We were blown away by the lines winding all over the park. For a brief moment I panicked, wondering how on earth we would ever make it on to a bus to get to Hopkinton. I calmed down with a bit of re-assurance that we were all in the same boat and had plenty of time. It was actually amazing to see how quickly the line(s) moved.
We watched as the sea of runners were gradually ushered on to buses, volunteers raised their flags when they were full, and a convoy of dozens upon dozens of buses pulled away in one long, seamless line. An instant later, empty buses pulled right up. What an efficient system! I think we only waited about 20 minutes to board our bus, which was mind-blowing considering the amount of people there.
We were first on our bus so we snagged seats at the front. I felt like a kid on my way to my first day of kindergarten! We had been warned over and over that the ride is long, especially if traffic gets backed up towards Hopkinton. I was careful not to drink too much as we waited for fear of needing the use the washroom, but the fear of dehydration later on was worse so I sipped water slowly all along.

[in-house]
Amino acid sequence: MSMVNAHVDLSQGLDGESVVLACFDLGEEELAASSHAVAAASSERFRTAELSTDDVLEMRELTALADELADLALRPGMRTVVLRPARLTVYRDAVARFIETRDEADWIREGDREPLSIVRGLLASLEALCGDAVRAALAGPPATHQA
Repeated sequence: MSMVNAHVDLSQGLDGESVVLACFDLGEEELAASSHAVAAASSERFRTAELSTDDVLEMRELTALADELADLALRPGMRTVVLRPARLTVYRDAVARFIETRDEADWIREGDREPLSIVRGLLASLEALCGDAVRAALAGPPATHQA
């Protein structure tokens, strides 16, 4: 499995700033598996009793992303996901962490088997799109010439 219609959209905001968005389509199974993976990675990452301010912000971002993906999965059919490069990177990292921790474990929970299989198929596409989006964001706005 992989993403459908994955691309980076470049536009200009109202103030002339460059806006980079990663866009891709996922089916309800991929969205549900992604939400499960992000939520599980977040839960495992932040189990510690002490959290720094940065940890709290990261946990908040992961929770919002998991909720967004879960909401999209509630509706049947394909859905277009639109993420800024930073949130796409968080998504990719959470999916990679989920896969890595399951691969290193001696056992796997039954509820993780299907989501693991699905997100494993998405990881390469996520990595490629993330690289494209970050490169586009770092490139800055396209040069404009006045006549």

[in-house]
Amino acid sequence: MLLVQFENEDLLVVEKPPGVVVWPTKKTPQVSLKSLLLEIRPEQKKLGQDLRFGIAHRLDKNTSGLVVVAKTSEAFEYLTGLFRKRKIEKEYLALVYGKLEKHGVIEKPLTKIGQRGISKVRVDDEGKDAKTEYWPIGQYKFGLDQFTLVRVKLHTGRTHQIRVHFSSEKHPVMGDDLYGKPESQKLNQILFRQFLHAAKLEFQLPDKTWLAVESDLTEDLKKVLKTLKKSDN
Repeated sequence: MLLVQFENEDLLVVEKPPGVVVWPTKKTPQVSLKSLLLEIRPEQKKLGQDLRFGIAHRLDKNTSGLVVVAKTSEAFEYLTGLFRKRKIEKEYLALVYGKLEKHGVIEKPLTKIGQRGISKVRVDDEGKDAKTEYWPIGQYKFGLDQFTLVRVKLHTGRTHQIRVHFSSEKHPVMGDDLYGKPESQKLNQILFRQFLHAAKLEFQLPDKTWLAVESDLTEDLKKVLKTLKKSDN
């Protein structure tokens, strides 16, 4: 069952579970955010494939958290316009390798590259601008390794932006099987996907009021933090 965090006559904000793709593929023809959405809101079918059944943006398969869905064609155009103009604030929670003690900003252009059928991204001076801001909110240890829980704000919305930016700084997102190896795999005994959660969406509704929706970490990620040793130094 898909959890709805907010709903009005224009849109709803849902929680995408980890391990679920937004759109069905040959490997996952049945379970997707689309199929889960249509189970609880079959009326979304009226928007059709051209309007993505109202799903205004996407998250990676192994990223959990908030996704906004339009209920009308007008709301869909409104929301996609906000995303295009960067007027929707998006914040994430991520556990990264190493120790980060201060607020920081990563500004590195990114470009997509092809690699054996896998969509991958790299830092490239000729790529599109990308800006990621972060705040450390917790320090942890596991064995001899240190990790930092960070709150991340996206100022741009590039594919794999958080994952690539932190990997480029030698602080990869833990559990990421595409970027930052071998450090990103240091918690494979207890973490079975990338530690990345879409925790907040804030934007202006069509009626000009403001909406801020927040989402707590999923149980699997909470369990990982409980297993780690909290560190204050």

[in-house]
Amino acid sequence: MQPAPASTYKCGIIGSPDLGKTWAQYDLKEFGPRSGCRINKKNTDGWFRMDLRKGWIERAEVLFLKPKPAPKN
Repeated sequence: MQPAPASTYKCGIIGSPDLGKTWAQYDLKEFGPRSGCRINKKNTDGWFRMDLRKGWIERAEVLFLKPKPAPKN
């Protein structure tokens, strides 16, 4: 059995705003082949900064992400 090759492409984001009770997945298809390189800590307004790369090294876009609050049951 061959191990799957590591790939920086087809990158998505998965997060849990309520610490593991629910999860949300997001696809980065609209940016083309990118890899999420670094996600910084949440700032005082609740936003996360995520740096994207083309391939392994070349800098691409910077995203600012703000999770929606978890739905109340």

The trip was pretty smooth with the exception of a slight back-up on the freeway. We ate our next breakfast and watched the road signs, getting excited as we started seeing the names of the famous boroughs.
Before we knew it, we were pulling up to Athlete’s Village and piling off the bus. I think it was 8:30 or so when we arrived.
It was incredible walking into Athlete’s Village and finding a sea of runners sprawled out all over the grass, seeking out whatever shade they could find. We were glad to see that the port-o-potty lines weren’t very long at all, and we snagged an open spot in the shade under one of the big tents.
After one potty stop, we settled in for a bit and began slathering on several layers of Body Glide and sunscreen, while munching on breakfast # 3 and continuing to hydrate. I feel like I did not stop eating all morning, but I knew it would be crucial for the late race start. It was already very warm and certainly not the typical pre-race scene where people are bundled up and huddled together for warmth.